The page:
- pro rata / time-on-the-risk (each triggered policy bears a share of the total damages proportionate to the number of years it was on the risk, relative to the total number of years of triggered coverage and
- all sums (allows recovery in full under any triggered policy of the policyholders' choosing and leaves the selected insurer to pursue crossclaims against other carriers whose policies were also available).
The Supreme Court explained that although the policies contained language agreeing that the insurers would pay "all sums" arising from certain liabilities, the policies also contain limiting language such as "during the policy period." The Supreme Court thus held, based on the language of the policies, that pro rata allocation was appropriate.
Finally, the Supreme Court addressed whether horizontal or vertical exhaustion applied to one of the insurer's duty to defend Radiator Specialty under the umbrella policies issued by that insurer.
Vertical exhaustion allows a policyholder to obtain coverage from an excess policy once the primary policies beneath it within the same policy period are exhausted. Horizontal exhaustion, on the other hand, requires a policyholder to exhaust all primary policies from other policy periods in order to access excess coverage.
The trial court held, and the appellate court affirmed, that horizontal exhaustion applied to the insurer's duty to defend, but vertical exhaustion applied to its duty to indemnify. In other words, according to the trial court and the appellate court, the duty to defend existed only when all other policies had been exhausted.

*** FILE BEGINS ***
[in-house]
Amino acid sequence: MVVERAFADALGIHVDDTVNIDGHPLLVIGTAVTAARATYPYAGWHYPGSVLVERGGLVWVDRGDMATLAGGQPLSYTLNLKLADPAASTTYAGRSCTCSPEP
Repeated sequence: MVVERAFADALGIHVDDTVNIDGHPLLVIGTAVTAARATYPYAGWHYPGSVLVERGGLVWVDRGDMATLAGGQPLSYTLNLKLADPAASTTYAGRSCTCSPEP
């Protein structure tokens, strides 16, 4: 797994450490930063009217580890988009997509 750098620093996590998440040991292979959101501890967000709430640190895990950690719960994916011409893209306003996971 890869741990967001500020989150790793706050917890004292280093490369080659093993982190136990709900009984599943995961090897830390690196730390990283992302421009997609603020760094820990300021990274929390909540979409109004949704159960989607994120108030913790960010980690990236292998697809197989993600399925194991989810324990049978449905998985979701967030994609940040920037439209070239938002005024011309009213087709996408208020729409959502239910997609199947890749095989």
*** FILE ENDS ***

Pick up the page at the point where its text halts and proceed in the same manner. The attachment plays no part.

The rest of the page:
The umbrella policies at issue provided that the insurer's duty to defend did not arise unless:
- the applicable limits of insurance of the "underlying insurance" and other insurance had been used up in the payments of judgments or settlements, or
- no other valid and collectible insurance was available to the insured for damages covered by the umbrella policy.
The Supreme Court focused on the use of the disjunctive "or," explaining that the umbrella insurer's duty to defend was triggered so long as no other valid and collectible insurance was available to Radiator Specialty for damages covered by the policy. The primary policies covering the same periods as the umbrella policies did not provide coverage for the benzene actions, whereas the umbrella policies did; there was therefore no other "valid and collectible insurance" for damages from the benzene actions, other than the umbrella policies themselves. The Supreme Court thus concluded that the umbrella policies were triggered when vertical exhaustion had been achieved, such that there was no other "valid and collectible" policy to cover a benzene action during a concurrent policy period.
The North Carolina Supreme Court's decision reiterates that issues regarding trigger of coverage, allocation among multiple policy periods, and vertical/horizontal exhaustion must be determined based on the facts of the case and the language of the policies at issue.